“How long does a fruitcake last?”, “How do I store my fruitcake?” and “Can I freeze my fruitcake?” But by far, the most frequently asked question is: “What’s the difference between dark and light fruitcake?”
So, what makes a dark fruitcake dark ?
While there are many different types of dark fruitcakes on the market, there are typically a few ingredients that give a fruitcake its dark color.
Some fruitcakes are dark because of the types of fruits that are baked in them. Fruits like currants tend to be darker in color and can give fruitcakes their rich color. Fruitcakes that have alcohol baked into them can also become darker in color depending on the type of alcohol used during the baking process.
Many of the darker liquors used in fruitcakes including cognac, scotch, whiskey, and brandy can get their darker color from the type of aging process
they go through when produced. Some liquors are aged for months to many years inside of oak barrels that have been charred (slightly burned) on the inside. In addition to getting their dark colors from the charred barrels, many liquors also have coloring added to them, further increasing their ability to make your fruitcake dark.
My fruitcake doesn’t have alcohol or currents in it. So why is it dark?
If your fruitcake does not have the dark fruits like currants in it, and is not baked with a dark alcohol, there is one very popular ingredient that can give it its dark color, along with a distinctly robust flavor. That special ingredient? Molasses!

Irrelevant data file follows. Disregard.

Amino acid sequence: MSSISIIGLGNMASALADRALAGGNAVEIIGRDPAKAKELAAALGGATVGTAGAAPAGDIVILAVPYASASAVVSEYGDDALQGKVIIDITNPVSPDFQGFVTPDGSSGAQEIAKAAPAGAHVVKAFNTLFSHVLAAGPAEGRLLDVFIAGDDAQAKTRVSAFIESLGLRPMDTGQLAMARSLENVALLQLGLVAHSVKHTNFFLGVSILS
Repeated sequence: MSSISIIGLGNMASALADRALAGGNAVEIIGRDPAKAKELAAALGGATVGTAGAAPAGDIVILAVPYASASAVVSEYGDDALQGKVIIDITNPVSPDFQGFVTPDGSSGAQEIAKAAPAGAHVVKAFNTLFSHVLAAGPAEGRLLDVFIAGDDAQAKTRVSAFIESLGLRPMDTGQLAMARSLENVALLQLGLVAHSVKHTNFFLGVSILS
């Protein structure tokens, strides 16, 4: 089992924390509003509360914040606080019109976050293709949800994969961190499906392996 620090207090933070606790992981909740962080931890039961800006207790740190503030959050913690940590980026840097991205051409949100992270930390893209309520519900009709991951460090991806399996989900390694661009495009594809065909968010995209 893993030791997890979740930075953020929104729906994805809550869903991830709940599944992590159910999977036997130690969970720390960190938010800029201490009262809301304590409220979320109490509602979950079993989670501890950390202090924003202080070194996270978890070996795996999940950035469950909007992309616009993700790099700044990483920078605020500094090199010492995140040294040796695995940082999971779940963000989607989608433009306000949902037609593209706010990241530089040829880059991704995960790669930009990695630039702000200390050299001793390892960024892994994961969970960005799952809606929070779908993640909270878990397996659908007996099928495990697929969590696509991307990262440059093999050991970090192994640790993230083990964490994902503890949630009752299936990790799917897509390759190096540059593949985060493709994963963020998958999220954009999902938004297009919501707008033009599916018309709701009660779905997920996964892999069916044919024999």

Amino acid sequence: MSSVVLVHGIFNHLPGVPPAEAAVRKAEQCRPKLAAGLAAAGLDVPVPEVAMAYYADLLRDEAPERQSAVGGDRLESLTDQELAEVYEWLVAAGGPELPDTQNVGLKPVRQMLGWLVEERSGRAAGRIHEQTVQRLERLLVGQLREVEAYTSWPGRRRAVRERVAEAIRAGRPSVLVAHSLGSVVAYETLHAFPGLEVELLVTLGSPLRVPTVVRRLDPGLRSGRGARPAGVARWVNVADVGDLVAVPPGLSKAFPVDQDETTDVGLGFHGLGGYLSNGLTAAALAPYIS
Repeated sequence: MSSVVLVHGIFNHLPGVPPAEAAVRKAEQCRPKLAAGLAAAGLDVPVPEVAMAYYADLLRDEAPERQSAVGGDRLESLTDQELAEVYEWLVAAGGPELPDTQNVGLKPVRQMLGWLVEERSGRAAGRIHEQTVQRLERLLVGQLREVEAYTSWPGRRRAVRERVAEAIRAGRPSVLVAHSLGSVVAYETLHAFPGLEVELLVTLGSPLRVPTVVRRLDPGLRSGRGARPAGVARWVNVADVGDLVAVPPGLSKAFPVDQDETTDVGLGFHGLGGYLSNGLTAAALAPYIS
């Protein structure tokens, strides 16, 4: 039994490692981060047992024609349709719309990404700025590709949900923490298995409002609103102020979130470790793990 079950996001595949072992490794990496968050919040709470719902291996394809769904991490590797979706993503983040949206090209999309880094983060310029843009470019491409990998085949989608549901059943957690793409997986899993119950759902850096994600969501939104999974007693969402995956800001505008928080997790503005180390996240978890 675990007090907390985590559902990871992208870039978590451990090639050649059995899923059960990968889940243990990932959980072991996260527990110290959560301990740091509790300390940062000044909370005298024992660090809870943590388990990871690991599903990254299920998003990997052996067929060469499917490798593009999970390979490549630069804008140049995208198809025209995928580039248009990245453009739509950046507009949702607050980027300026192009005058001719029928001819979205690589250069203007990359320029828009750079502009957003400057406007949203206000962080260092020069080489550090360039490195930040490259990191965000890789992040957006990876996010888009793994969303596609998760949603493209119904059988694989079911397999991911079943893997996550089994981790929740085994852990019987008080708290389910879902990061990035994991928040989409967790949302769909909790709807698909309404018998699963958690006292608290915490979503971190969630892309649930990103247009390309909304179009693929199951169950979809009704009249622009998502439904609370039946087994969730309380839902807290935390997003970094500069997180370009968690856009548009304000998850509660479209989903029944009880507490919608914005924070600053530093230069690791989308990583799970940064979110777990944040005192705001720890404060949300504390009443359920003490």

Did you know that molasses is actually a by product of the sugar making process? Sugar is made by extracting juice from the sugar cane or sugar beet plant. When sugar is made, sugar cane or sugar beets are crushed and their juice is extracted. The juice is then boiled down, which forms crystals that make sugar. The liquid that remains is molasses!
Does molasses make my fruitcake taste sweeter because it is made from a sugar by product?
If you have never tasted molasses, you might think it is sweet like sugar, because it is a by product of the sugar making process. It is actually a hard flavor to describe without actually tasting it. Molasses is a very dark, thick liquid which pours slowly, having a similar viscosity to honey or corn syrup. The taste, however is quite unique and different from the sweetness of sugar. Instead, molasses has more of a strong, robust, almost gingersnap like taste to it. Many times when we sample our fruitcakes at shows, customers think that the dark cakes made with molasses will taste sweeter than the light fruitcakes, but actually the opposite is true!
We find that most people who are accustomed to the taste of molasses really like it when it is baked into fruitcake. A Jane Parker Dark fruitcake is made with raisins, cherries, pineapple, loads of pecans, and a good amount of molasses to give it a truly unique flavor profile.
If you're not sure about buying an entire dark fruitcake, but you are still curious to give it a try, we offer a sample pack of individually wrapped dark fruitcake slices, so you can try it before you buy an entire cake.